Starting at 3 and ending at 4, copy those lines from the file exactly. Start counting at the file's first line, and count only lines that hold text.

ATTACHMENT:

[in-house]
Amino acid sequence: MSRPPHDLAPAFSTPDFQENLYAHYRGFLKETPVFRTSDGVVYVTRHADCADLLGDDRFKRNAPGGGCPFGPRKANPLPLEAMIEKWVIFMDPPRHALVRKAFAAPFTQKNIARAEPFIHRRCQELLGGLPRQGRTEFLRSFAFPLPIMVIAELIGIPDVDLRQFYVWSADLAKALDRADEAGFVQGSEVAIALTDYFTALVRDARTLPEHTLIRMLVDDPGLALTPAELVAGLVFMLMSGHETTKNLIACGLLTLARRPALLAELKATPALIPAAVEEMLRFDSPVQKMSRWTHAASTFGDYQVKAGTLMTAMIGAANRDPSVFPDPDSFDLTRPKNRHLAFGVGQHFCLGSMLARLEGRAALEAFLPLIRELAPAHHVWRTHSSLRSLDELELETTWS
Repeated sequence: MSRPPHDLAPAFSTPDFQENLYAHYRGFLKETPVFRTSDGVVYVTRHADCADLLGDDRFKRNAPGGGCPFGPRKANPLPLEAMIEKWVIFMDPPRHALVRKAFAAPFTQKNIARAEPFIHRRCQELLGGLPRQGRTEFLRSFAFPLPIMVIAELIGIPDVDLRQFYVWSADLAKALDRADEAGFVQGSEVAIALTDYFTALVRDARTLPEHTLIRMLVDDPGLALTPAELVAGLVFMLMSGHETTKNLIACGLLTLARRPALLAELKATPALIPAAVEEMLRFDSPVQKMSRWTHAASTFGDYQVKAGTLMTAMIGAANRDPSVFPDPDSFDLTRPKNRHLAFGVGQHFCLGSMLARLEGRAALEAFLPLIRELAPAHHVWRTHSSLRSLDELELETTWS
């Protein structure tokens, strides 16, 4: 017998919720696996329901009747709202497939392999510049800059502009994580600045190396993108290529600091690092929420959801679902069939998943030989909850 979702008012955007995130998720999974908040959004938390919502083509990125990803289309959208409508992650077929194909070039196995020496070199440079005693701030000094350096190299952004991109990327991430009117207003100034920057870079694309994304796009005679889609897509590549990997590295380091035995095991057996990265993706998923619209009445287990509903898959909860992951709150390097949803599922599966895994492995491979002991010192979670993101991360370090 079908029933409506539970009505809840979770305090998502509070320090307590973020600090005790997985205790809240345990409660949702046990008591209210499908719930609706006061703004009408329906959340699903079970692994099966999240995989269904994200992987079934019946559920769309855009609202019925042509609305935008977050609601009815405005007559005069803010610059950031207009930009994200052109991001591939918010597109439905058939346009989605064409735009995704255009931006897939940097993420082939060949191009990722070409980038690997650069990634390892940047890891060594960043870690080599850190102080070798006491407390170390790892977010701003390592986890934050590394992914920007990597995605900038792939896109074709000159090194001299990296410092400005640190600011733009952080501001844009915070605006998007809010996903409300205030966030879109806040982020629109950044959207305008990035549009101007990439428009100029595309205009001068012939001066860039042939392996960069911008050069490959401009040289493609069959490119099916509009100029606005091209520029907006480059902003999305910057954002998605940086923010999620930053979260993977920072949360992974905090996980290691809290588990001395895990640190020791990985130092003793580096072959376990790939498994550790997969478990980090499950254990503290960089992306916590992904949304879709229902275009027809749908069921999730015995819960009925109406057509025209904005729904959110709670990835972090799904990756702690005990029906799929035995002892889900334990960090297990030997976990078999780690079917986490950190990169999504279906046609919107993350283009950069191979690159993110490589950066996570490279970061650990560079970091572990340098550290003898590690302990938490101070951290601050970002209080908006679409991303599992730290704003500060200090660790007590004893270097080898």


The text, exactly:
Repeated sequence: MSRPPHDLAPAFSTPDFQENLYAHYRGFLKETPVFRTSDGVVYVTRHADCADLLGDDRFKRNAPGGGCPFGPRKANPLPLEAMIEKWVIFMDPPRHALVRKAFAAPFTQKNIARAEPFIHRRCQELLGGLPRQGRTEFLRSFAFPLPIMVIAELIGIPDVDLRQFYVWSADLAKALDRADEAGFVQGSEVAIALTDYFTALVRDARTLPEHTLIRMLVDDPGLALTPAELVAGLVFMLMSGHETTKNLIACGLLTLARRPALLAELKATPALIPAAVEEMLRFDSPVQKMSRWTHAASTFGDYQVKAGTLMTAMIGAANRDPSVFPDPDSFDLTRPKNRHLAFGVGQHFCLGSMLARLEGRAALEAFLPLIRELAPAHHVWRTHSSLRSLDELELETTWS
């Protein structure tokens, strides 16, 4: 017998919720696996329901009747709202497939392999510049800059502009994580600045190396993108290529600091690092929420959801679902069939998943030989909850 979702008012955007995130998720999974908040959004938390919502083509990125990803289309959208409508992650077929194909070039196995020496070199440079005693701030000094350096190299952004991109990327991430009117207003100034920057870079694309994304796009005679889609897509590549990997590295380091035995095991057996990265993706998923619209009445287990509903898959909860992951709150390097949803599922599966895994492995491979002991010192979670993101991360370090 079908029933409506539970009505809840979770305090998502509070320090307590973020600090005790997985205790809240345990409660949702046990008591209210499908719930609706006061703004009408329906959340699903079970692994099966999240995989269904994200992987079934019946559920769309855009609202019925042509609305935008977050609601009815405005007559005069803010610059950031207009930009994200052109991001591939918010597109439905058939346009989605064409735009995704255009931006897939940097993420082939060949191009990722070409980038690997650069990634390892940047890891060594960043870690080599850190102080070798006491407390170390790892977010701003390592986890934050590394992914920007990597995605900038792939896109074709000159090194001299990296410092400005640190600011733009952080501001844009915070605006998007809010996903409300205030966030879109806040982020629109950044959207305008990035549009101007990439428009100029595309205009001068012939001066860039042939392996960069911008050069490959401009040289493609069959490119099916509009100029606005091209520029907006480059902003999305910057954002998605940086923010999620930053979260993977920072949360992974905090996980290691809290588990001395895990640190020791990985130092003793580096072959376990790939498994550790997969478990980090499950254990503290960089992306916590992904949304879709229902275009027809749908069921999730015995819960009925109406057509025209904005729904959110709670990835972090799904990756702690005990029906799929035995002892889900334990960090297990030997976990078999780690079917986490950190990169999504279906046609919107993350283009950069191979690159993110490589950066996570490279970061650990560079970091572990340098550290003898590690302990938490101070951290601050970002209080908006679409991303599992730290704003500060200090660790007590004893270097080898």